Experts recommend scheduling moves at least one
month in advance, especially during the peak moving
season between May and September. Some estimates
indicate 80 percent of all moving and storage
business is done when schools are out, so book
your movers early.
Take the time to get as much information as possible
from moving companies before selecting one. Check
on truck size and availability. Ask about moving
supplies, such as boxes, dollies and furniture
pads. Find out about protection plans for your
possessions. Ask about lost or damaged property
claim procedures. Determine price differences
in packing the truck yourself or having it professionally
packed. Get written estimates.
Many of your moving expenses are tax deductible,
so hang onto your receipts. Consult with your
tax advisor to find out what is deductible, or
call the Internal Revenue Service and request
Publication 521: Tax Information On Moving Expenses.
Stop by your local post office and pick up a free
change-of-address kit. The packet includes change-of-address
cards to notify magazine publishers, charge accounts,
clubs, organizations, insurance and investment
companies about your move. The kit also has an
address forwarding card for the post office.
If you're moving out of the area, you'll need
to gather your family's personal records. Remember
to get your medical and dental records, school
transcripts, legal documents, titles, bank records,
tax returns, stocks and bonds certificates, birth
certificates, passports and insurance documents.
Be sure to empty your safe deposit box.
When you cancel your telephone, gas, electric,
garbage, water and other utilities, call and order
service for your new home. You'll be able to make
telephone calls, plug in the vacuum and do a load
of laundry the minute you step into your new home.
If you need a list of services in your new neighborhood,
contact your agent about schools, voter registration,
auto licensing and registration, utilities and
Taking Physical Possession of Your New Home:
As a general rule, possession takes place on the
date of deed recording. Recording usually takes
place the next business day after closing. In
some cases it may take up to a week for possession,
but seldom longer.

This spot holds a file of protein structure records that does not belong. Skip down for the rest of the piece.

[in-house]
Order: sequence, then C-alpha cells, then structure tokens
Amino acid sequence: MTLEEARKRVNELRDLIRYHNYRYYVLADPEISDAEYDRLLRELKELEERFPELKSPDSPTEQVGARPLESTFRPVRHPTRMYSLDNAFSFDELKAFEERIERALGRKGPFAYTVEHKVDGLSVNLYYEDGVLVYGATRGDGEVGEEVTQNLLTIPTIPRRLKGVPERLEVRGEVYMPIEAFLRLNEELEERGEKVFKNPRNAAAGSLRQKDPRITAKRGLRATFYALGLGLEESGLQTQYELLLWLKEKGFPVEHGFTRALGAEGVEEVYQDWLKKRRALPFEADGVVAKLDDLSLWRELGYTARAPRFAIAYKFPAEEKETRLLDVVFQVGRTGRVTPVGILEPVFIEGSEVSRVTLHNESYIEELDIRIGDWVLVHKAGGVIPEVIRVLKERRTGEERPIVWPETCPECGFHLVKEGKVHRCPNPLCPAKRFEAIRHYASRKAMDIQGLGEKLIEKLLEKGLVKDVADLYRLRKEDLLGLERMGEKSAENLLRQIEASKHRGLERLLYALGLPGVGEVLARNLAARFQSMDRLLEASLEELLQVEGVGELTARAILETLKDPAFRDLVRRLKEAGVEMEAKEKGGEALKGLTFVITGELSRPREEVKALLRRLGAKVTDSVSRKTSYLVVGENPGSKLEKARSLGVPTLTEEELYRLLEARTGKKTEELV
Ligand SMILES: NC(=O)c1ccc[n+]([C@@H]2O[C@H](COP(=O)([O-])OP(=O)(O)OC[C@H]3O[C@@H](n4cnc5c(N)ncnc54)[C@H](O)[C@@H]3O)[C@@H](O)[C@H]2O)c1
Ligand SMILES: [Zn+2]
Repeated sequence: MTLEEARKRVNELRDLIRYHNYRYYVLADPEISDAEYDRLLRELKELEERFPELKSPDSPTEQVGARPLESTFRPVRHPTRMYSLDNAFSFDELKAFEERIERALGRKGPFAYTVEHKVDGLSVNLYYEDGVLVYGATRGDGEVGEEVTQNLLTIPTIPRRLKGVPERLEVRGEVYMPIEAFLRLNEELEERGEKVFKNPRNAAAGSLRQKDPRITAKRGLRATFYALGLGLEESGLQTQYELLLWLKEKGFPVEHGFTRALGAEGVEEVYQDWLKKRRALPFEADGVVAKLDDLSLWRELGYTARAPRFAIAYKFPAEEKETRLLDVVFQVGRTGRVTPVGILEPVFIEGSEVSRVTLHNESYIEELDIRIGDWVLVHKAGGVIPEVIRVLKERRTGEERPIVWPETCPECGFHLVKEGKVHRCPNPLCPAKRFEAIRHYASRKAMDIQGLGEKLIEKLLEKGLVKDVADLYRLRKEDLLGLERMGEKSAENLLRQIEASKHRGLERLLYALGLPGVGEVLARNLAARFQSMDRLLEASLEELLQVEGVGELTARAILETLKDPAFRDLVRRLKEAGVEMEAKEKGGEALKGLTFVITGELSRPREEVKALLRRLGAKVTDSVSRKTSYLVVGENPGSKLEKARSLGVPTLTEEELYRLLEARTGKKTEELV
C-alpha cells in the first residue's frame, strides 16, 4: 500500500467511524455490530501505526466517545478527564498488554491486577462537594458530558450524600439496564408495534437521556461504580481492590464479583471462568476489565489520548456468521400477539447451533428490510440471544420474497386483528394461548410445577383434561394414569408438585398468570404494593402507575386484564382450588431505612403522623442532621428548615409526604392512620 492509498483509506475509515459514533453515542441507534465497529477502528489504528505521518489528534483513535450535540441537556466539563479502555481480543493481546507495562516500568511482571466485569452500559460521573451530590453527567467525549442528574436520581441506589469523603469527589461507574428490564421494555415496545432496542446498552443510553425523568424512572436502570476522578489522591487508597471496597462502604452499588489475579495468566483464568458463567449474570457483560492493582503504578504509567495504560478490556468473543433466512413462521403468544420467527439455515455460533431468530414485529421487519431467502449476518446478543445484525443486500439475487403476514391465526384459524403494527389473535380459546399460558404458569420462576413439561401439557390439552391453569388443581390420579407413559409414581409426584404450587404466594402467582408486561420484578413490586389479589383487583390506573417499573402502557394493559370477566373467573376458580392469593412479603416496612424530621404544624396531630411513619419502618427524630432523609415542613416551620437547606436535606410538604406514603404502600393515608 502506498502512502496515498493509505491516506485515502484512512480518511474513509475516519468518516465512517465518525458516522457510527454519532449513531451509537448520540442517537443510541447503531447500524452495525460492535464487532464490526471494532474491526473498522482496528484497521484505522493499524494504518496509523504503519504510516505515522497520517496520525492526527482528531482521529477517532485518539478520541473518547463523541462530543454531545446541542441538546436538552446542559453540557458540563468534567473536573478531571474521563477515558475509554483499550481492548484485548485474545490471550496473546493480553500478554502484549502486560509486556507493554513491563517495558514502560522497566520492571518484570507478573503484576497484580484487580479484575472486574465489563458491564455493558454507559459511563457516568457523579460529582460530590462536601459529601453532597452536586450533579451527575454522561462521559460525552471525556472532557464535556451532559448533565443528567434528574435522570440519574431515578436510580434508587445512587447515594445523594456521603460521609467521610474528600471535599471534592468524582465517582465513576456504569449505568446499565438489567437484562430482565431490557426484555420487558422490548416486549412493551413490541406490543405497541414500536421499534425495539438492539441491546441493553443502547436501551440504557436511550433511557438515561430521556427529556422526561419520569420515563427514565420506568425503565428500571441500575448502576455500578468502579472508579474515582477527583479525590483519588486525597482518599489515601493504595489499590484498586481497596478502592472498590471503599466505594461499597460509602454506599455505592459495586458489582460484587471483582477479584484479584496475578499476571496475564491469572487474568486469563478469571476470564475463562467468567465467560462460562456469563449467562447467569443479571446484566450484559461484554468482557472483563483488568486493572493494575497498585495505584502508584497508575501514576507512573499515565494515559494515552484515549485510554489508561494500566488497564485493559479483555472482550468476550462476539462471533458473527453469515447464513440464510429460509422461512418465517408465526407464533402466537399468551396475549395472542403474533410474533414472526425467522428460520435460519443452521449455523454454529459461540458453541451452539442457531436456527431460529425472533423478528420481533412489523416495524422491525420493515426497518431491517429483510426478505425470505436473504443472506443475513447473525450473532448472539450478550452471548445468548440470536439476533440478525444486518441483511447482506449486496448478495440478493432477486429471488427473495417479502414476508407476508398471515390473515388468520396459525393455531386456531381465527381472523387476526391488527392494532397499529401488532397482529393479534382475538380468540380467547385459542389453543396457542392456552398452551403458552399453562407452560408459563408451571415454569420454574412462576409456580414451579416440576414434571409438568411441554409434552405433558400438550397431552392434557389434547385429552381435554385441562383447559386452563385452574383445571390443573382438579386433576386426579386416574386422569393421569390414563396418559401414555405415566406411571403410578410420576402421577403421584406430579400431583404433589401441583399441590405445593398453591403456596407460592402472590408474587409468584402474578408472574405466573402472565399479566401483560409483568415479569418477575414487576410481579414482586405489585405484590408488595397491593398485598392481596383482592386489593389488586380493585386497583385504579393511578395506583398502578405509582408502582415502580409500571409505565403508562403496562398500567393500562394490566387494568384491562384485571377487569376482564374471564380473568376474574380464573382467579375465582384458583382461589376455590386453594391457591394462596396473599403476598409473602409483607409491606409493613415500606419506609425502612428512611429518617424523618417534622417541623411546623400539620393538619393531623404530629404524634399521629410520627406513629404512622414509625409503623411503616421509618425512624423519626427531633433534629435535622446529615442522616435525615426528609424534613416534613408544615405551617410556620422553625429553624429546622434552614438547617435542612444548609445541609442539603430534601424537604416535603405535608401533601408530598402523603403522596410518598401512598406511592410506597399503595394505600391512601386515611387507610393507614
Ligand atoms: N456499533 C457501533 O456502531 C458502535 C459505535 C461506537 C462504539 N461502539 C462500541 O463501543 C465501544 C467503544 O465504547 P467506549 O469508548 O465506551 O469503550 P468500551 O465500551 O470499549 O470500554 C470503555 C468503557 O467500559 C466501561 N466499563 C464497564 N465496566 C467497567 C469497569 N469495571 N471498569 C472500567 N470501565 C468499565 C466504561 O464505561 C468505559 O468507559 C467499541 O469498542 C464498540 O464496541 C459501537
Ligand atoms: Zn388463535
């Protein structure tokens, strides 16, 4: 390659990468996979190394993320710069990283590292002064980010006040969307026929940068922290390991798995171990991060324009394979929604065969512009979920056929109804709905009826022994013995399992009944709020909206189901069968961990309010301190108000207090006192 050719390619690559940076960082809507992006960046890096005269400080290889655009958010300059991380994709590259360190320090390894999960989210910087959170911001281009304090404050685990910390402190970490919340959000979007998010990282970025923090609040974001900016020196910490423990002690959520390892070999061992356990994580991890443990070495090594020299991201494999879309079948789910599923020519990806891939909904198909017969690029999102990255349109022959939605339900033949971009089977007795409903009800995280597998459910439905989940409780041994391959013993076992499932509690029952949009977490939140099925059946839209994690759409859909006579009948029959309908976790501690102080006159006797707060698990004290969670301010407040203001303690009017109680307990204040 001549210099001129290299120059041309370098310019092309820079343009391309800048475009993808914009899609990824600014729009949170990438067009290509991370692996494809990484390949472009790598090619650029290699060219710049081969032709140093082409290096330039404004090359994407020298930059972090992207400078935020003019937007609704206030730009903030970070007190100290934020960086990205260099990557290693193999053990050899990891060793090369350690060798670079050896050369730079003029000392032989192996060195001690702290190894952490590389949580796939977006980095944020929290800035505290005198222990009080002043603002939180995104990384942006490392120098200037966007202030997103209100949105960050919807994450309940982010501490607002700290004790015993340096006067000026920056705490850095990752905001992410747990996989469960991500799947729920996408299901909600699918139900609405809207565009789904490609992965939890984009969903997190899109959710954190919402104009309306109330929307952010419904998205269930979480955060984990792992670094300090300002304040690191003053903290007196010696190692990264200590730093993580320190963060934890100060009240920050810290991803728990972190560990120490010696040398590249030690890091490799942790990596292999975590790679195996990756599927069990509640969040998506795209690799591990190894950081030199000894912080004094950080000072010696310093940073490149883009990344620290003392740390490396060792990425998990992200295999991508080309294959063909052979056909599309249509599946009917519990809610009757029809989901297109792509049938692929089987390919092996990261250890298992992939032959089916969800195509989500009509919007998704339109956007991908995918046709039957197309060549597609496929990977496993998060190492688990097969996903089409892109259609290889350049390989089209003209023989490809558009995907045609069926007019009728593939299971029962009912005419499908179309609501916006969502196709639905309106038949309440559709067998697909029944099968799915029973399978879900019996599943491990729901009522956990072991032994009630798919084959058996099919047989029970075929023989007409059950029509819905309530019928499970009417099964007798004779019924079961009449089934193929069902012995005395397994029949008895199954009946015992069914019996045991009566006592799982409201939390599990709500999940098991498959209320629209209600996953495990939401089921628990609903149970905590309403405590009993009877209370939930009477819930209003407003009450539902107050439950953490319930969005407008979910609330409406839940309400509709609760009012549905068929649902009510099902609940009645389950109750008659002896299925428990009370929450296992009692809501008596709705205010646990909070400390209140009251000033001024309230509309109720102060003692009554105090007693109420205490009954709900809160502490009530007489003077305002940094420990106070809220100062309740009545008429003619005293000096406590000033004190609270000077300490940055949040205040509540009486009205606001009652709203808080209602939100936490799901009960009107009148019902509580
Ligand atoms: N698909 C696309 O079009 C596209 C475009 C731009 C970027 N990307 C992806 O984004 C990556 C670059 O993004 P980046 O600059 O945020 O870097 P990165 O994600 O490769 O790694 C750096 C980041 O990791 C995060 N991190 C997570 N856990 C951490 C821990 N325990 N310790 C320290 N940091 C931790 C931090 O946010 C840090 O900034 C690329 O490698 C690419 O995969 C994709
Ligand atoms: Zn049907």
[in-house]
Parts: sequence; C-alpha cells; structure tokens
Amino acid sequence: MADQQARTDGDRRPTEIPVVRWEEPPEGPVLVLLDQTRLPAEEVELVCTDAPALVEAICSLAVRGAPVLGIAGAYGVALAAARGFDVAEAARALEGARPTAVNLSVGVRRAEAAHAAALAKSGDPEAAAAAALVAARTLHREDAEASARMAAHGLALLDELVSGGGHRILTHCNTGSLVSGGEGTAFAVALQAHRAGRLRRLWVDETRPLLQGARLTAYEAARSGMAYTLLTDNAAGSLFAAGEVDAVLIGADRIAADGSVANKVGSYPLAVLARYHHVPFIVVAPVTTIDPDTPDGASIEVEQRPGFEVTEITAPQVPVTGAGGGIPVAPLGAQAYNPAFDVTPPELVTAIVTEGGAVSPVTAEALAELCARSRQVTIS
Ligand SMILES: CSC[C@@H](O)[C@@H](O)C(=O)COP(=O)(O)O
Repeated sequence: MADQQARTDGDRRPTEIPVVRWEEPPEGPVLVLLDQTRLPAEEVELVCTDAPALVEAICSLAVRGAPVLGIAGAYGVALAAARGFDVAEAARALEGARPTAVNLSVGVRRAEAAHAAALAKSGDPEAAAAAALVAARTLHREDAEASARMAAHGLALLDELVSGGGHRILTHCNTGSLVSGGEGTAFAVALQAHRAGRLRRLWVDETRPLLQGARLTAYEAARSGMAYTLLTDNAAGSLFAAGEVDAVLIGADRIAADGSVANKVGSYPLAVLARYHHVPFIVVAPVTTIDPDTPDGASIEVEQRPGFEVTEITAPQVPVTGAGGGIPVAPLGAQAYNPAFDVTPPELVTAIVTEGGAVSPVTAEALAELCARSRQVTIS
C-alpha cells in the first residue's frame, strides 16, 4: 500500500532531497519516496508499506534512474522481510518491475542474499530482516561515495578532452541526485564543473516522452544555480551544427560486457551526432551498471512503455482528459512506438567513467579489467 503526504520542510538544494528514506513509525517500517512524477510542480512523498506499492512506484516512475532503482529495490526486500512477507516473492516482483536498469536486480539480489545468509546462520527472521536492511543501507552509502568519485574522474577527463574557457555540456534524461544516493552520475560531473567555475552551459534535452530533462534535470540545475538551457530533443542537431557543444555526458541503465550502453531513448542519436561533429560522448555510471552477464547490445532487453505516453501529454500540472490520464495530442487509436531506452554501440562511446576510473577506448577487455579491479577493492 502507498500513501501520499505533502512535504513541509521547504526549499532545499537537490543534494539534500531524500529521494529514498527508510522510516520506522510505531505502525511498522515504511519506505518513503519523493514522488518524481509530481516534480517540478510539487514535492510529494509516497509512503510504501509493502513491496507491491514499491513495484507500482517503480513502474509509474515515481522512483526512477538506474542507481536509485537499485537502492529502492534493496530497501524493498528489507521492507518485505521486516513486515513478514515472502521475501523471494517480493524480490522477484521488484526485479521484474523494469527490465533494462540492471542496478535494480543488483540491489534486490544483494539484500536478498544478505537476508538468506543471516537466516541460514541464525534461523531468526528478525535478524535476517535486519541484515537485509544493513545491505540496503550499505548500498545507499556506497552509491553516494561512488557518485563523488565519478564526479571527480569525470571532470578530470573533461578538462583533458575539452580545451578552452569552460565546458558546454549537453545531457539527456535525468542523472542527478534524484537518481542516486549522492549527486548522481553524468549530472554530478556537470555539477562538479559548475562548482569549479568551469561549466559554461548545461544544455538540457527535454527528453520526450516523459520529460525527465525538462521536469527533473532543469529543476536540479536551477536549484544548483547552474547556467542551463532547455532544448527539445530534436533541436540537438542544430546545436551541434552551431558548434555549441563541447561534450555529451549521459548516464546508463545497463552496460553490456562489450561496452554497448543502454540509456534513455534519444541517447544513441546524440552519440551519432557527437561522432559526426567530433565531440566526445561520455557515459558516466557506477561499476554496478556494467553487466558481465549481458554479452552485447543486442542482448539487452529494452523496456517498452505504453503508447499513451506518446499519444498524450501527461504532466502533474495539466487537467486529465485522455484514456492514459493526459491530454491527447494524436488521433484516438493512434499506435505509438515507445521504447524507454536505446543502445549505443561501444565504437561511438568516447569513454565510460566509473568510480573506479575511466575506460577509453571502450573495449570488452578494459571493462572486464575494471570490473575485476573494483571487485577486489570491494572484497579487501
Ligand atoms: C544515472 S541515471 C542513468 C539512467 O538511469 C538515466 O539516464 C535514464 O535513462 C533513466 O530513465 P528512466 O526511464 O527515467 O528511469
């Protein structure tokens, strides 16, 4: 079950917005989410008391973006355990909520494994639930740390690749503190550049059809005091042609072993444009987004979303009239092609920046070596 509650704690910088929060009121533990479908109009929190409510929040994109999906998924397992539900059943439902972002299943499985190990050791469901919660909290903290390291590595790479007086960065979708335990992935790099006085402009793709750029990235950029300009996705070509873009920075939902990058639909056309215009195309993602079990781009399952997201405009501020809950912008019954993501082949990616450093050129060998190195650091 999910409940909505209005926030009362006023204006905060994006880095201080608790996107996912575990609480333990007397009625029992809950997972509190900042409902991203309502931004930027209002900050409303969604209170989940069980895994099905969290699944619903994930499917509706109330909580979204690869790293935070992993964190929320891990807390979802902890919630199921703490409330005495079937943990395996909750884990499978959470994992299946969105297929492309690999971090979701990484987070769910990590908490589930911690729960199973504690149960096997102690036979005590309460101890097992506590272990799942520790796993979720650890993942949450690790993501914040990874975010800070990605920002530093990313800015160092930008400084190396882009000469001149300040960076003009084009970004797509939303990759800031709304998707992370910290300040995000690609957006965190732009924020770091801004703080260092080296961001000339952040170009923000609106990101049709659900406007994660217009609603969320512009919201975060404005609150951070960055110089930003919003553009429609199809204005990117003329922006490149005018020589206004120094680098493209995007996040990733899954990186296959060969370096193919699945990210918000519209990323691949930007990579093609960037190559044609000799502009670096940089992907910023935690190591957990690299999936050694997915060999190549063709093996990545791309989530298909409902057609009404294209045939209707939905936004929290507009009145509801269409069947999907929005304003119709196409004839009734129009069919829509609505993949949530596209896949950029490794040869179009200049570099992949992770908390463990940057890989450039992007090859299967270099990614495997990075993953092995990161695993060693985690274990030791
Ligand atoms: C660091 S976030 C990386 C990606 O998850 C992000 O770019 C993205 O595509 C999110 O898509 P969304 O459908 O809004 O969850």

Connections: Your Realty Executives agent
will help you identify the various utilities servicing
your area. To avoid having to make deposits for
new services, you will need letters of credit
from your previous utility companies.
Kitchen Appliances Stay and Which Do Not:
Refrigerators, washers and dryers are generally
not included in the sale of a home, whereas the
stove and dishwasher are. Your Realty Executives
agent would be happy to provide you with the names
of several local appliance stores.
Licensing: Most city ordinances require that
dogs are licensed and on a leash when outside
the home. To license your pets, you will need
verification from a veterinarian that your animal
has been vaccinated for rabies. The number of
pets allowed per home varies depending on the
various city ordinances. A few cities even require
that cats be licensed.
Voter Registration and Driver's License Information:
Ask your Realty Executives agent about the licensing
laws in your new community.
We recommend that you get bids from several companies.
Make sure you get the discounts you deserve. Many
companies give multi-car, good-driver, non-smoker
and good-student discounts. Home insurance discounts
are granted for fire alarms, security systems,
and that sort of thing.
Transfer and Keys: Sometimes mail transfer
can be pretty complex. New subdivisions may have
cluster boxes, which are mailboxes grouped at
intervals along your street. Make sure you know
where your box is. Keys are not transferable so
there may be a delay in having your mailbox rekeyed.
and Recycling: Trash collection is usually
separate from recycling. Each service may have
its own fee. In some cases the fees are paid through
the Homeowners Association, but some are paid
directly to the municipality. Your Realty Executives
agent would be glad to research this for you,
and get you a copy of the trash and recycling
pick-up schedules. NOTE: Ask your moving company
about taking your corrugated boxes. Many will,
as long as they are flat. If not, you will need
to make arrangements with a disposal company for
their removal, or ask your municipality if it
has a one-time removal service for new residents.
Shipped Goods: Examine shipped goods immediately
because you will have a limited amount of time
to file claims on any damaged or missing possessions.
Connections: Tell us what kind of banking
relationship you are looking for and we'll provide
you with some recommendations.
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